Why have there been so few 90 degree days in Boston this summer?
By Terry Eliasen, Meteorologist, WBZ-TV Exec. Weather product
BOSTON – If you love hot, sunny summer days, this year was clearly not your favorite year.
The summers of 2022 and 2023 couldn’t be more different.
This time last year, we were in the middle of a drought. This summer, we’re challenging all-time monsoon rainfall records in Boston and Worcester.
By this date last summer, Boston had had 19 days of 90 degrees or higher, including a 6-day and 7-day heat wave. This summer, the city reached 90 just 4 times.
If we were to finish the year with just four 90+ days, that would tie Boston for at least fourth place all-time.
Looking ahead to the next 10 days, there is a very small chance that temperatures will rise to near 90 degrees.
Take a look at the past ten years. Boston averages about 15 90+ days a year, and the city recently broke that number. This summer sticks out like a sore thumb any way you cut it.
The weird thing is, I don’t think this summer will be remembered as “awesome.” It has been very humid most of the time, even when the temperature is below average for the day, it still feels sticky.
Do we blame El Nino? It’s definitely a factor. El Niño is known for causing all kinds of global climate disruptions.
What about climate change? It is difficult to link a single storm, or even a single season, to changes taking place at the global level. One thing I would say is that extreme events (precipitation, temperatures, drought, etc.) are certainly more likely to occur with a warmer planet and even more so with a warmer ocean. Global ocean temperatures have now reached levels never seen before. We cannot compare weather patterns now to any other time in our recorded history, simply because our oceans have never been this warm.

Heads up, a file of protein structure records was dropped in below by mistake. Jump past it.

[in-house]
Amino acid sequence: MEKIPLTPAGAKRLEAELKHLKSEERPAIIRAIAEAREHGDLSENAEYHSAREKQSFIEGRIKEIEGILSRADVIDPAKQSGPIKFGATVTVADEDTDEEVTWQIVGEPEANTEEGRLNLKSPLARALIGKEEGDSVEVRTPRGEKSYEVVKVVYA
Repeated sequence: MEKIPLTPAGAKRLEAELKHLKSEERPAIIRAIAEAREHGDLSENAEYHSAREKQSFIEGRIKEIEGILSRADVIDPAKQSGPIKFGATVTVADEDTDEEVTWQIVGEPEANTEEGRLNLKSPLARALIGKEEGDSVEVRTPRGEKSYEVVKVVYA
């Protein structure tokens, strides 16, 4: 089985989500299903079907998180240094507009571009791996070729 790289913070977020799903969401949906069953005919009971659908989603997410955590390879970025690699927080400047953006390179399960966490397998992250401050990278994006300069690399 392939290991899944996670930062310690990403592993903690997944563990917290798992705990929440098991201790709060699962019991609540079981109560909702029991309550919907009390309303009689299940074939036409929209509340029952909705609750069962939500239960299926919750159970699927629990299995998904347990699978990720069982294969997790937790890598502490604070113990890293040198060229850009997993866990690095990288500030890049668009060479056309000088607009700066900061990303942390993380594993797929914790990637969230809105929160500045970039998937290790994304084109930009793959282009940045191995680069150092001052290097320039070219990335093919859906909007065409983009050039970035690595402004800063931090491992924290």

In simpler terms, the weather pattern has been pretty much “stuck” for most of the summer.
I’m sure you’ve heard of the “heat dome” that started over parts of the southwestern United States and is now located in the middle of the country.
While those areas were baking in 100-degree heat day after day, New England was largely on the other side of the Jetstream or directly beneath it.
Typically in the summer, we see a repeat of the “Bermuda High.” This is what pumps hot air to the northeast. This was not able to hold up this summer. Instead, high pressure was nearly stationary over the central United States.
Is summer over? Can we kiss the 90 degree days goodbye?
I’m not ready to put a fork into the season just yet. Would anyone be shocked if the real heat suddenly arrived, in September, as the kids went back to school?
I will not do that.
(tags for translation) Boston